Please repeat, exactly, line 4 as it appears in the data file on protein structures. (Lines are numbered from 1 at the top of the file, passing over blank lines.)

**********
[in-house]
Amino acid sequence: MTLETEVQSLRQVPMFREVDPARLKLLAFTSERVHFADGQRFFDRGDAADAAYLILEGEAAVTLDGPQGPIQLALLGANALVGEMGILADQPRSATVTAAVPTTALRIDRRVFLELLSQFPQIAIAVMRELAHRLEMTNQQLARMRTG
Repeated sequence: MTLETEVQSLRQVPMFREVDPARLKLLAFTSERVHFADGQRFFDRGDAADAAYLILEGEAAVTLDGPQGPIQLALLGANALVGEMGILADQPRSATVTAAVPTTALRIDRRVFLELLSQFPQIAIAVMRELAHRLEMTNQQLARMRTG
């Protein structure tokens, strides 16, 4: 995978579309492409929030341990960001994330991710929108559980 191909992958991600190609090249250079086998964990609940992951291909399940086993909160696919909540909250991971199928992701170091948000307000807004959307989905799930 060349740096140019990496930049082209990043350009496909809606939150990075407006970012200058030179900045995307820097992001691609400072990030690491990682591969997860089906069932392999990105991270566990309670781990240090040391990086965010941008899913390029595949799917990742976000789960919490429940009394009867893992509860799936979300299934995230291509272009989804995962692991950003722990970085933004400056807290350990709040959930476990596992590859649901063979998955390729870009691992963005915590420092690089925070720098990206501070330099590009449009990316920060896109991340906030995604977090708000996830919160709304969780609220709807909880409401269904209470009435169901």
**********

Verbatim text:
């Protein structure tokens, strides 16, 4: 995978579309492409929030341990960001994330991710929108559980 191909992958991600190609090249250079086998964990609940992951291909399940086993909160696919909540909250991971199928992701170091948000307000807004959307989905799930 060349740096140019990496930049082209990043350009496909809606939150990075407006970012200058030179900045995307820097992001691609400072990030690491990682591969997860089906069932392999990105991270566990309670781990240090040391990086965010941008899913390029595949799917990742976000789960919490429940009394009867893992509860799936979300299934995230291509272009989804995962692991950003722990970085933004400056807290350990709040959930476990596992590859649901063979998955390729870009691992963005915590420092690089925070720098990206501070330099590009449009990316920060896109991340906030995604977090708000996830919160709304969780609220709807909880409401269904209470009435169901």